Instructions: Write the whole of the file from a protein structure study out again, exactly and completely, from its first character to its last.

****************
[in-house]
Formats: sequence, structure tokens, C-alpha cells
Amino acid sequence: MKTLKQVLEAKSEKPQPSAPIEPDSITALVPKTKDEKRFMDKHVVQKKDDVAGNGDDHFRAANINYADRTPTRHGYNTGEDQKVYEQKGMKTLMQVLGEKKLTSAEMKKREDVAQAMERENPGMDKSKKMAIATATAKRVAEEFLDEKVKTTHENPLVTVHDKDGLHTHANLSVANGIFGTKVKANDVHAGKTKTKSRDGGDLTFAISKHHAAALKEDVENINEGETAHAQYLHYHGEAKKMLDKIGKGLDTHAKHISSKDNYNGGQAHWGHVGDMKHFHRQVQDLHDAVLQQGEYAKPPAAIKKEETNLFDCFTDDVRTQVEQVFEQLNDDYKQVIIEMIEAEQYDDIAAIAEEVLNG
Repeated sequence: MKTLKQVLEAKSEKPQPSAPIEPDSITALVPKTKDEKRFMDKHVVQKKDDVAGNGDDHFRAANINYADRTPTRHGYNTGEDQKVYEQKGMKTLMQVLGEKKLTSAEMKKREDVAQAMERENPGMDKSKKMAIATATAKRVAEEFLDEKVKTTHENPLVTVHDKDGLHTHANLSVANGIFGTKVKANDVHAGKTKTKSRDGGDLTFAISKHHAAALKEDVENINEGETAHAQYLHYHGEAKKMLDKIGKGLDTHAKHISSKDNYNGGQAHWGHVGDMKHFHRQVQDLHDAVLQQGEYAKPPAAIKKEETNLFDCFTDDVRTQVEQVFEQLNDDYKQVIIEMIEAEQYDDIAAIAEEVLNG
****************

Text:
[in-house]
Formats: sequence, structure tokens, C-alpha cells
Amino acid sequence: MKTLKQVLEAKSEKPQPSAPIEPDSITALVPKTKDEKRFMDKHVVQKKDDVAGNGDDHFRAANINYADRTPTRHGYNTGEDQKVYEQKGMKTLMQVLGEKKLTSAEMKKREDVAQAMERENPGMDKSKKMAIATATAKRVAEEFLDEKVKTTHENPLVTVHDKDGLHTHANLSVANGIFGTKVKANDVHAGKTKTKSRDGGDLTFAISKHHAAALKEDVENINEGETAHAQYLHYHGEAKKMLDKIGKGLDTHAKHISSKDNYNGGQAHWGHVGDMKHFHRQVQDLHDAVLQQGEYAKPPAAIKKEETNLFDCFTDDVRTQVEQVFEQLNDDYKQVIIEMIEAEQYDDIAAIAEEVLNG
Repeated sequence: MKTLKQVLEAKSEKPQPSAPIEPDSITALVPKTKDEKRFMDKHVVQKKDDVAGNGDDHFRAANINYADRTPTRHGYNTGEDQKVYEQKGMKTLMQVLGEKKLTSAEMKKREDVAQAMERENPGMDKSKKMAIATATAKRVAEEFLDEKVKTTHENPLVTVHDKDGLHTHANLSVANGIFGTKVKANDVHAGKTKTKSRDGGDLTFAISKHHAAALKEDVENINEGETAHAQYLHYHGEAKKMLDKIGKGLDTHAKHISSKDNYNGGQAHWGHVGDMKHFHRQVQDLHDAVLQQGEYAKPPAAIKKEETNLFDCFTDDVRTQVEQVFEQLNDDYKQVIIEMIEAEQYDDIAAIAEEVLNG